7 Jim Croce Songs That We Will Always Remember
Jim Croce has one of the most heartbreaking stories in rock. His first two records were commercial failures and he had to take several odd day jobs to make both ends meet. He finally got his breakthrough in 1972 with You Don’t Mess Around with Jim which spawned classics like the title track, Time in a Bottle, and Operator (That’s Not the Way It Feels). And it was supposed to be just the start of something big. But come 1973, he toured around Europe, appeared on The Midnight Special, and earned a #1 single on the US charts.
But a day before I Got a Name was released, Jim was killed in a plane crash that also claimed five other lives. He was only 30 years old. A week later, his wife received the letter he sent while on tour which revealed his plans of retiring. Jim Croce was gone too soon but his music will live on. Here are seven of his timeless hits.
7. I’ll Have To Say I Love You in A Song
Released posthumously, this has a pretty interesting backstory. Jim wrote it in early 1973 when he got home and his wife Ingrid started asking about their finances. He was already touring but his financial situation didn’t improve. According to Ingrid, he didn’t argue with her because “He hated questions as much as he hated confrontation, especially about money. He stormed out of our bedroom and went down to the kitchen table to brood. The next morning he woke me gently by singing his new song.”
6. Photographs & Memories
This song will tug on your heartstrings because a few seconds into it and you’d already feel wistful and melancholic. Jim had so much talent but he only got the recognition he deserved after his death. Although, we don’t just have photographs & memories to remember him by. At least, we have these tracks to remind us of his greatness.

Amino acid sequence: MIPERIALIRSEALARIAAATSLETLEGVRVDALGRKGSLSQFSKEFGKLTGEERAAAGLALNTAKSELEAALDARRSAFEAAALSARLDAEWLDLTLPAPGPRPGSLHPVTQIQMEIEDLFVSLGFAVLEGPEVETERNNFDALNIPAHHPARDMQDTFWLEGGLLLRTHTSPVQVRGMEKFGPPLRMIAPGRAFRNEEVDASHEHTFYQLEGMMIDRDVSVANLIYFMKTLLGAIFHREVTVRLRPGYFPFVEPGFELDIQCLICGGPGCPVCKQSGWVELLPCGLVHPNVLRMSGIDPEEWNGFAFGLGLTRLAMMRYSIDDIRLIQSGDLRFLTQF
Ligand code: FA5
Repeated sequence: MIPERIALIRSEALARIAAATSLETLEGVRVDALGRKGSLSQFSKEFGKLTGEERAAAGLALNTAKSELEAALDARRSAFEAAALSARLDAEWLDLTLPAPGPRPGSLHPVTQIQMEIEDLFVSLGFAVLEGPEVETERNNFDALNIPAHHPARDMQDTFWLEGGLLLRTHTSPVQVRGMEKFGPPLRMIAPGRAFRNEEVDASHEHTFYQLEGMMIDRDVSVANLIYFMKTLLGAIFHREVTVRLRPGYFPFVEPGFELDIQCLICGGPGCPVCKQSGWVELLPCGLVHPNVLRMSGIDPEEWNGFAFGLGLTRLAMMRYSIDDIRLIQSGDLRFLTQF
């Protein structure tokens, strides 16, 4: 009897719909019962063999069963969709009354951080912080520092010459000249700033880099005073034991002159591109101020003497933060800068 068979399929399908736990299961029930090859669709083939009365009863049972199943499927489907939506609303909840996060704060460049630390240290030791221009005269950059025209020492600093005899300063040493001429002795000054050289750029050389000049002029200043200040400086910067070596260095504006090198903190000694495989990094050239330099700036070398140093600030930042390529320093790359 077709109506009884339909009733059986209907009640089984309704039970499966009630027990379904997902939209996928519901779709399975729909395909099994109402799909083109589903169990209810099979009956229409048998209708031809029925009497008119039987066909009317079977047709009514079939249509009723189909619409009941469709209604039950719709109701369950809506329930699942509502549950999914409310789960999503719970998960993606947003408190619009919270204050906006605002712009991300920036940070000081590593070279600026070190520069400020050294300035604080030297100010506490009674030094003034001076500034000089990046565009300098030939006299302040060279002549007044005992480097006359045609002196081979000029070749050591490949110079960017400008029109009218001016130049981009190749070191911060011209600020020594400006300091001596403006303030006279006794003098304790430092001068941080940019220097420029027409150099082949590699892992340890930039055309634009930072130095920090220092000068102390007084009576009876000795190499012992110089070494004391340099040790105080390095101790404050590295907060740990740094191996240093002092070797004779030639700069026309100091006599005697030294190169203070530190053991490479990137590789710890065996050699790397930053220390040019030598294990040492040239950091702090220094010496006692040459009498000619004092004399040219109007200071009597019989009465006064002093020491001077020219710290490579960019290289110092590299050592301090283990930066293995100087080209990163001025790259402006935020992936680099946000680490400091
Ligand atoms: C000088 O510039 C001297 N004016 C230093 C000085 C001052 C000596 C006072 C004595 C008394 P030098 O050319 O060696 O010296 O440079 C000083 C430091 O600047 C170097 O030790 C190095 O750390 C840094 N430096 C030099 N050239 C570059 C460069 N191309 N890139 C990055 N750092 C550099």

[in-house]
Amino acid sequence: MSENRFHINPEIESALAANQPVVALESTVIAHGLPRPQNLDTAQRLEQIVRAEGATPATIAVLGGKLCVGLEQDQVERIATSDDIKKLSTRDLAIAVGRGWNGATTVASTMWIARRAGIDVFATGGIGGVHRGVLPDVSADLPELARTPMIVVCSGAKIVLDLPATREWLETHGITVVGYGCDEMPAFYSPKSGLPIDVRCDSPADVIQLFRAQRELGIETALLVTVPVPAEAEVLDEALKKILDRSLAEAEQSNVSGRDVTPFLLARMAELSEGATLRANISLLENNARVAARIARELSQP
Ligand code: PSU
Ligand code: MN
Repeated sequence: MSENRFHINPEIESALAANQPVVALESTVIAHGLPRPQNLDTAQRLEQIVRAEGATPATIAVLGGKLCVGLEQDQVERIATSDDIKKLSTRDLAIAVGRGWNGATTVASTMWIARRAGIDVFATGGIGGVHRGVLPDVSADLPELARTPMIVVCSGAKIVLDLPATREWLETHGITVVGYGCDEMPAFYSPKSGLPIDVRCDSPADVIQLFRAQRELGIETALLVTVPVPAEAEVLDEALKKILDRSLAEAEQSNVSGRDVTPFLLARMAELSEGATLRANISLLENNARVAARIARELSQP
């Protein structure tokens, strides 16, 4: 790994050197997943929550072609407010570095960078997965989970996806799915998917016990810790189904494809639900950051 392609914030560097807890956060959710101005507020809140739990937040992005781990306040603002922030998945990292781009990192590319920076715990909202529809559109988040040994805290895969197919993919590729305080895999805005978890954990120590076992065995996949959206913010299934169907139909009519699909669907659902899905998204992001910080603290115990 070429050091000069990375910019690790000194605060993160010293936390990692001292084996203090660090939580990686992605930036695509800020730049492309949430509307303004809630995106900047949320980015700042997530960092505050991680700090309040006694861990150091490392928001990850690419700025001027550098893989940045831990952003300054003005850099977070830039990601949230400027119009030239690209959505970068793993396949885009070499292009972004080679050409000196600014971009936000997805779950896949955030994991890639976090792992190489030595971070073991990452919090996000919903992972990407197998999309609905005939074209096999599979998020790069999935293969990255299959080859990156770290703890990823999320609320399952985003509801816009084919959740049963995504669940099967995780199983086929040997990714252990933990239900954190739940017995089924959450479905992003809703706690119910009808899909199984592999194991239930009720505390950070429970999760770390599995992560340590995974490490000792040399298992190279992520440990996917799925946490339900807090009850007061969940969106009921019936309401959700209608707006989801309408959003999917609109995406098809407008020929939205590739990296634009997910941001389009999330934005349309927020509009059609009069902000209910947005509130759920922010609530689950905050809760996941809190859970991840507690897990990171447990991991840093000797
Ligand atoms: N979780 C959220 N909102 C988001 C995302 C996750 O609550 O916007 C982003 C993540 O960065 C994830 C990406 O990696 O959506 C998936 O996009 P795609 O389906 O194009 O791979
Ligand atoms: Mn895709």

5. I Got A Name
Jim wrote most of his songs but not this. It was rather unusual but also exciting for him. Ingrid told SongFacts, “More people think he wrote that song. His voice was so unique… the timbre in his tone and his warmth and his generosity, everything came through that voice. So when he took a song, he’d make it his own, and I think he did a great job with ‘I’ve Got A Name.’ So many people like to think of Jim with that song that I hate to tell them it isn’t his.”
4. Time in A Bottle
One of the most beautiful songs he has written, this has a special meaning to the Croces because Jim wrote it after Ingrid told him she was pregnant. This topped the charts for 14 weeks after Jim’s plane crash. It’s been used several times in TV shows, movies, and even advertisements.
3. Operator (That’s Not the Way It Feels)
Jim drew inspiration from his time serving the military where he’d see a line of soldiers waiting to use the phone. It’s also one of the tracks Jim performed during his appearance in The Midnight Special. Ingrid said, “But anyway, he was standing there in the rain at a payphone. And he was listening to these stories of all these guys, the ‘Dear John’ stories, that were standing in line waiting their turn in the rain with these green rain jackets over their heads – I can just picture it, all of them in line waiting for their 3-minute phone call. Most of them were getting on the phone and they were okay, but some of them were getting these ‘Dear John’ letters, or phone calls. I think that was the most important aspect of the song, because it was just so desperate.”
2. You Don’t Mess Around with Jim
The title track off his third studio album, it experienced a resurgence in popularity after the Netflix show Stranger Things featured it as Hawkins Police Chief Jim Hopper’s favorite song. It was used in both seasons 2 and 3. You Don’t Mess Around with Jim was also in an episode of The Greatest American Hero.
1. Bad, Bad Leroy Brown
Bad, Bad Leroy Brown dominated the US Billboard Hot 100 for two weeks. And Jim also received two Grammy Awards nominations for this. Jim’s inspiration was an actual guy whom he met in the Army. The guy went AWOL but came back to get his paycheck. So Jim said he “knew someday I was gonna write a song about him.” This song also inspired Freddie Mercury to write Bring Back That Leroy Brown which Queen released a year after Jim died.